First, it is necessary to provide a clarification on the Wisconsin occupation. Specifically, the last article asked, “Is it a problem that the Wisconsin capitol occupation was led by the Democratic Party? No, goes the unspoken logic…” This sentence is admittedly unclear as it can be interpreted as saying that a) the Wisconsin occupation was organized by the Democrats, and b) the ISO never criticized the Democrats in Wisconsin. Neither a) nor b) is true.
This sentence was merely trying to reiterate the problem with describing the Wisconsin battle as “The End of the One-Sided Class War.” The problem is that The End of the One-Sided Class War was announced before the battle in Wisconsin had even been decided. Certainly, defeats in the class struggle are usually not decisive turning points in favor of the working-class. Furthermore, the unique role of the Democratic Party in this struggle–which was an extraordinary moment nonetheless–ought to have given great pause to anybody wanting to declare such a turning point.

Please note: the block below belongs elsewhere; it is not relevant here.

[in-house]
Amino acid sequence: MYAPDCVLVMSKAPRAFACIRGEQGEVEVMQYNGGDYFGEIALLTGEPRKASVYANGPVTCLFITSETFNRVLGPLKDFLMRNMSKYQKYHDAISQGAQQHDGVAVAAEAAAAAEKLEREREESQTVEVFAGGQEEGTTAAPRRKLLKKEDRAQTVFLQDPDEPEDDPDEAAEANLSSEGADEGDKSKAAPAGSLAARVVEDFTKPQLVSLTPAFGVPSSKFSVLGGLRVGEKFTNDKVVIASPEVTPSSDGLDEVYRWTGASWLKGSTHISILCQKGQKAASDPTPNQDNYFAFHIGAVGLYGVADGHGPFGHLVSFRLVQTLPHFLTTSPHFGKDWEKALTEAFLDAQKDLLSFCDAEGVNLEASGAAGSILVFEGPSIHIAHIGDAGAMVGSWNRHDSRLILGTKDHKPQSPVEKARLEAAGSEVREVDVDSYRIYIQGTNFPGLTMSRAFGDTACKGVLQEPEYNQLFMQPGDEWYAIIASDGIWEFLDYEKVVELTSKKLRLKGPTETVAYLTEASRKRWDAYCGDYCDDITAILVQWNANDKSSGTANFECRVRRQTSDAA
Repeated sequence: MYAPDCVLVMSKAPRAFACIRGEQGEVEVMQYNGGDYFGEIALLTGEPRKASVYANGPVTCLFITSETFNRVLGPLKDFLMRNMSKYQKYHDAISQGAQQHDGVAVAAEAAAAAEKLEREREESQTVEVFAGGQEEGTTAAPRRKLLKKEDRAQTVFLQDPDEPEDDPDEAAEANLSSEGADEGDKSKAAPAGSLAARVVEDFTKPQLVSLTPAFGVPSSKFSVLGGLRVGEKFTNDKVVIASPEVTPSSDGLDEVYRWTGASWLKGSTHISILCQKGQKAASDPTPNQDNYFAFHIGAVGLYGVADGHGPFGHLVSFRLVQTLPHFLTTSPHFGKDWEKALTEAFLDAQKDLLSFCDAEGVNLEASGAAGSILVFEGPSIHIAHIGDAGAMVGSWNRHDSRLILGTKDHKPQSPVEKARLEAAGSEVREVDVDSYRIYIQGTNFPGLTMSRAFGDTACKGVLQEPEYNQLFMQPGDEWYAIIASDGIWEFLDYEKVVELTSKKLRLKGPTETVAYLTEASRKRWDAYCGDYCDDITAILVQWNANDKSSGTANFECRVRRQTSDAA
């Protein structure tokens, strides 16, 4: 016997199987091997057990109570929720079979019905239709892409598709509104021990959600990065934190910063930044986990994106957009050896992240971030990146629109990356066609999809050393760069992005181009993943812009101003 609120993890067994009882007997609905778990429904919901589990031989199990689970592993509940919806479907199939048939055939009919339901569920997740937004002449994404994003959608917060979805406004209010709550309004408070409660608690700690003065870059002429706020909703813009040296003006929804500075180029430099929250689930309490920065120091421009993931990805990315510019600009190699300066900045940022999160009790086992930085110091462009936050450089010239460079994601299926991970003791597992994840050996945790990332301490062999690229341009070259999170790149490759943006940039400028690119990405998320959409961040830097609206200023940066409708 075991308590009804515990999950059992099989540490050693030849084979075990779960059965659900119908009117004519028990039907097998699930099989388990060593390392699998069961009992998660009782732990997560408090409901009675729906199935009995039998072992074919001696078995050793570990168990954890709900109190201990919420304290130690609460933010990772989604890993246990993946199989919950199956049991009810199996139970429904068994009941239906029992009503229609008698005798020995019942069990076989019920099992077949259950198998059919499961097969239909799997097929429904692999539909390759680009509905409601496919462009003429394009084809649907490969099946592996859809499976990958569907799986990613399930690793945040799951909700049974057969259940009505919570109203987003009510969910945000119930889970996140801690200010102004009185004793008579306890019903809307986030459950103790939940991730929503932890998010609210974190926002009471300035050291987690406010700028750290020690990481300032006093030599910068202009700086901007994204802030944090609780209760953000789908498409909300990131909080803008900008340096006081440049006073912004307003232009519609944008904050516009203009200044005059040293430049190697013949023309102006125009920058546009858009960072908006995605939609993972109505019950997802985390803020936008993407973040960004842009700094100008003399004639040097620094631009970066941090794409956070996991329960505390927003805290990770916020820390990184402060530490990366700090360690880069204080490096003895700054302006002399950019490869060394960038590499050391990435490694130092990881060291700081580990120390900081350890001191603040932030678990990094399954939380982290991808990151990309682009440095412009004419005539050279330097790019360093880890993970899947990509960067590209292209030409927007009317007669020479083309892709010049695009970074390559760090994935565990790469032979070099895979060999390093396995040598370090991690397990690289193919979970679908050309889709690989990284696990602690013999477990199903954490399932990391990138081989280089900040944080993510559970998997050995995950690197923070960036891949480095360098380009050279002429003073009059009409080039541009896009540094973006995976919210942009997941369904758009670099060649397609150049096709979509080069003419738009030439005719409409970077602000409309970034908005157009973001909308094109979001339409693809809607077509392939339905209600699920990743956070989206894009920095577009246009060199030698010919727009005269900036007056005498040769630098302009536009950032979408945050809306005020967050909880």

For example, the Democrats in exile, legislators who fled the state to hold up the political process, were a critical lynch pin in the entire event. It was clear that if they vacillated at any point there was a strong likelihood of the union bureaucracy vacillating with them and the entire, extraordinary house of cards falling down. Furthermore, having seen their actions take on such an extraordinary result on the ground, it was highly unlikely that any group of Democratic legislators was ever going to allow this sort of thing to happen again.